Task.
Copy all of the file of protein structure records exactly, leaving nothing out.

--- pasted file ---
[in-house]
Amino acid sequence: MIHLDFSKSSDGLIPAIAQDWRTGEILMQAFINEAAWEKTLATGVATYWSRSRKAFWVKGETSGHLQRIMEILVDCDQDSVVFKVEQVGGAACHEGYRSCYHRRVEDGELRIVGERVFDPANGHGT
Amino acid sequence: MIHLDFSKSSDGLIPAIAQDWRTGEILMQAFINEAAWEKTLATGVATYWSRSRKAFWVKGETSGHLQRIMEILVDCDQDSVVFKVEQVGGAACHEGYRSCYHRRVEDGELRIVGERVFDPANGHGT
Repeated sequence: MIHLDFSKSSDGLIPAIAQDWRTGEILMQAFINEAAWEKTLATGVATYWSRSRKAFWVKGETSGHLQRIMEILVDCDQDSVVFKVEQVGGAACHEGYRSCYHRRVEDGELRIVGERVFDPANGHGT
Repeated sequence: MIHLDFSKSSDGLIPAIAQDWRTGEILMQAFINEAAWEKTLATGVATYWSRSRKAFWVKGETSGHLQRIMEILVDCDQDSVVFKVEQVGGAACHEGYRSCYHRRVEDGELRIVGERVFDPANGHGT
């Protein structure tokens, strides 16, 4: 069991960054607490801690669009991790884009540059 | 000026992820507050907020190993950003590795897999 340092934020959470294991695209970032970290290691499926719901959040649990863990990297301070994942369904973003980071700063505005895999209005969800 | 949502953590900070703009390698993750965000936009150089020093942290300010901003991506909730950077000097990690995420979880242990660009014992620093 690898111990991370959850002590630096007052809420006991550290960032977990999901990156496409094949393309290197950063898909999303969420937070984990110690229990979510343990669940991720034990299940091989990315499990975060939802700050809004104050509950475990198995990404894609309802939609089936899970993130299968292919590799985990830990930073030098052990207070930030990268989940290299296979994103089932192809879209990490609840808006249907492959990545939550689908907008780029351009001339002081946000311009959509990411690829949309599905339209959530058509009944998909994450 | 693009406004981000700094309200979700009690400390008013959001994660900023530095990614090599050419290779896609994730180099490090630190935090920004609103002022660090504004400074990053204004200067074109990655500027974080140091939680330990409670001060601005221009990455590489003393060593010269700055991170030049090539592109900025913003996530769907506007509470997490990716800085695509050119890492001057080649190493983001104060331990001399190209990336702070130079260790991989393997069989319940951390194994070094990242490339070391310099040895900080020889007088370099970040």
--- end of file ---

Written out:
[in-house]
Amino acid sequence: MIHLDFSKSSDGLIPAIAQDWRTGEILMQAFINEAAWEKTLATGVATYWSRSRKAFWVKGETSGHLQRIMEILVDCDQDSVVFKVEQVGGAACHEGYRSCYHRRVEDGELRIVGERVFDPANGHGT
Amino acid sequence: MIHLDFSKSSDGLIPAIAQDWRTGEILMQAFINEAAWEKTLATGVATYWSRSRKAFWVKGETSGHLQRIMEILVDCDQDSVVFKVEQVGGAACHEGYRSCYHRRVEDGELRIVGERVFDPANGHGT
Repeated sequence: MIHLDFSKSSDGLIPAIAQDWRTGEILMQAFINEAAWEKTLATGVATYWSRSRKAFWVKGETSGHLQRIMEILVDCDQDSVVFKVEQVGGAACHEGYRSCYHRRVEDGELRIVGERVFDPANGHGT
Repeated sequence: MIHLDFSKSSDGLIPAIAQDWRTGEILMQAFINEAAWEKTLATGVATYWSRSRKAFWVKGETSGHLQRIMEILVDCDQDSVVFKVEQVGGAACHEGYRSCYHRRVEDGELRIVGERVFDPANGHGT
């Protein structure tokens, strides 16, 4: 069991960054607490801690669009991790884009540059 | 000026992820507050907020190993950003590795897999 340092934020959470294991695209970032970290290691499926719901959040649990863990990297301070994942369904973003980071700063505005895999209005969800 | 949502953590900070703009390698993750965000936009150089020093942290300010901003991506909730950077000097990690995420979880242990660009014992620093 690898111990991370959850002590630096007052809420006991550290960032977990999901990156496409094949393309290197950063898909999303969420937070984990110690229990979510343990669940991720034990299940091989990315499990975060939802700050809004104050509950475990198995990404894609309802939609089936899970993130299968292919590799985990830990930073030098052990207070930030990268989940290299296979994103089932192809879209990490609840808006249907492959990545939550689908907008780029351009001339002081946000311009959509990411690829949309599905339209959530058509009944998909994450 | 693009406004981000700094309200979700009690400390008013959001994660900023530095990614090599050419290779896609994730180099490090630190935090920004609103002022660090504004400074990053204004200067074109990655500027974080140091939680330990409670001060601005221009990455590489003393060593010269700055991170030049090539592109900025913003996530769907506007509470997490990716800085695509050119890492001057080649190493983001104060331990001399190209990336702070130079260790991989393997069989319940951390194994070094990242490339070391310099040895900080020889007088370099970040």